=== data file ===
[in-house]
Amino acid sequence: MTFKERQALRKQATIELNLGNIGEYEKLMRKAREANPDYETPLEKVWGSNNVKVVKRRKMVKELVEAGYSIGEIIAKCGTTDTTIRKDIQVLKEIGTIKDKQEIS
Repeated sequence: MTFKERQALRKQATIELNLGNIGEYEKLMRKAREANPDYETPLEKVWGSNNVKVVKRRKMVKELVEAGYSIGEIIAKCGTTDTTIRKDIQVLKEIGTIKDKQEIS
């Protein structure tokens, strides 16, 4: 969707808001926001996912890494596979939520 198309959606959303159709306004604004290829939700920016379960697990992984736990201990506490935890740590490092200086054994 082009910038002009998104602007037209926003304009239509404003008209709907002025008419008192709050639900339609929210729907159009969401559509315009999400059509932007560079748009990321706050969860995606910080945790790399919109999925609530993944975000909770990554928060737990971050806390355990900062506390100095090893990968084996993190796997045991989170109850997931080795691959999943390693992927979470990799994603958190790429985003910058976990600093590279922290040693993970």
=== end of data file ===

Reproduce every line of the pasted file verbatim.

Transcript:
[in-house]
Amino acid sequence: MTFKERQALRKQATIELNLGNIGEYEKLMRKAREANPDYETPLEKVWGSNNVKVVKRRKMVKELVEAGYSIGEIIAKCGTTDTTIRKDIQVLKEIGTIKDKQEIS
Repeated sequence: MTFKERQALRKQATIELNLGNIGEYEKLMRKAREANPDYETPLEKVWGSNNVKVVKRRKMVKELVEAGYSIGEIIAKCGTTDTTIRKDIQVLKEIGTIKDKQEIS
């Protein structure tokens, strides 16, 4: 969707808001926001996912890494596979939520 198309959606959303159709306004604004290829939700920016379960697990992984736990201990506490935890740590490092200086054994 082009910038002009998104602007037209926003304009239509404003008209709907002025008419008192709050639900339609929210729907159009969401559509315009999400059509932007560079748009990321706050969860995606910080945790790399919109999925609530993944975000909770990554928060737990971050806390355990900062506390100095090893990968084996993190796997045991989170109850997931080795691959999943390693992927979470990799994603958190790429985003910058976990600093590279922290040693993970």